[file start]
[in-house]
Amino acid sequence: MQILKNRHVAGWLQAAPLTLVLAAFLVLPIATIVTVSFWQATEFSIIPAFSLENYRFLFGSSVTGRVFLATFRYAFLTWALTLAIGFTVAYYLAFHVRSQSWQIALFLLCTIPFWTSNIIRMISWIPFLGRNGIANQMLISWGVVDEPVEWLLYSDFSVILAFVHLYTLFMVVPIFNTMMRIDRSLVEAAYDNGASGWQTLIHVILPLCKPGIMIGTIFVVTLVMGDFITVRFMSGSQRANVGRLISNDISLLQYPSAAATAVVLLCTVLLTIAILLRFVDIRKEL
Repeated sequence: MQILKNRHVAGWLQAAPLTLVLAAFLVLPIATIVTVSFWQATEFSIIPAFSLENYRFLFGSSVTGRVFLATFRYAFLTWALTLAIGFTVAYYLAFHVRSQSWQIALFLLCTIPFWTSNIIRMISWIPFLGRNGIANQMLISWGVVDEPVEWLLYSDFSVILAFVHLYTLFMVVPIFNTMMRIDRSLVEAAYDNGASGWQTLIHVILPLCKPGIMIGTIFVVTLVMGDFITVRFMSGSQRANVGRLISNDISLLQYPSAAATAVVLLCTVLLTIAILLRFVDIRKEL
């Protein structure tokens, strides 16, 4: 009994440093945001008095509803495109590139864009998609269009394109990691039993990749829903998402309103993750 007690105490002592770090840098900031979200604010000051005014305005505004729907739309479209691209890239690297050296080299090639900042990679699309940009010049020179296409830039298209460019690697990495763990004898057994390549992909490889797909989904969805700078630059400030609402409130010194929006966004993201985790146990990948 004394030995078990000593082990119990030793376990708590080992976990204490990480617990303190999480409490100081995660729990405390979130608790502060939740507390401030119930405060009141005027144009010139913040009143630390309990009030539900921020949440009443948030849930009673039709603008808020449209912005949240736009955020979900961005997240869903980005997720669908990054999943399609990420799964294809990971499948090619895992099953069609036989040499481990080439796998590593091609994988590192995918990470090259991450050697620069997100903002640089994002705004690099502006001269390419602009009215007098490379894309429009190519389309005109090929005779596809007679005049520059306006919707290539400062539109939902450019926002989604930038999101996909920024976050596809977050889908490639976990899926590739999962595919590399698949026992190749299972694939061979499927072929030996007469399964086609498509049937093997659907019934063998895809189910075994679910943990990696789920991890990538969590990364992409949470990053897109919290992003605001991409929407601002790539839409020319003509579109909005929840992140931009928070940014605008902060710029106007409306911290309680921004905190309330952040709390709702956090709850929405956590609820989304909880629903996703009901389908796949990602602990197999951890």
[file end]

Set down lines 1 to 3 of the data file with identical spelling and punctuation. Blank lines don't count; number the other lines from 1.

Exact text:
[in-house]
Amino acid sequence: MQILKNRHVAGWLQAAPLTLVLAAFLVLPIATIVTVSFWQATEFSIIPAFSLENYRFLFGSSVTGRVFLATFRYAFLTWALTLAIGFTVAYYLAFHVRSQSWQIALFLLCTIPFWTSNIIRMISWIPFLGRNGIANQMLISWGVVDEPVEWLLYSDFSVILAFVHLYTLFMVVPIFNTMMRIDRSLVEAAYDNGASGWQTLIHVILPLCKPGIMIGTIFVVTLVMGDFITVRFMSGSQRANVGRLISNDISLLQYPSAAATAVVLLCTVLLTIAILLRFVDIRKEL
Repeated sequence: MQILKNRHVAGWLQAAPLTLVLAAFLVLPIATIVTVSFWQATEFSIIPAFSLENYRFLFGSSVTGRVFLATFRYAFLTWALTLAIGFTVAYYLAFHVRSQSWQIALFLLCTIPFWTSNIIRMISWIPFLGRNGIANQMLISWGVVDEPVEWLLYSDFSVILAFVHLYTLFMVVPIFNTMMRIDRSLVEAAYDNGASGWQTLIHVILPLCKPGIMIGTIFVVTLVMGDFITVRFMSGSQRANVGRLISNDISLLQYPSAAATAVVLLCTVLLTIAILLRFVDIRKEL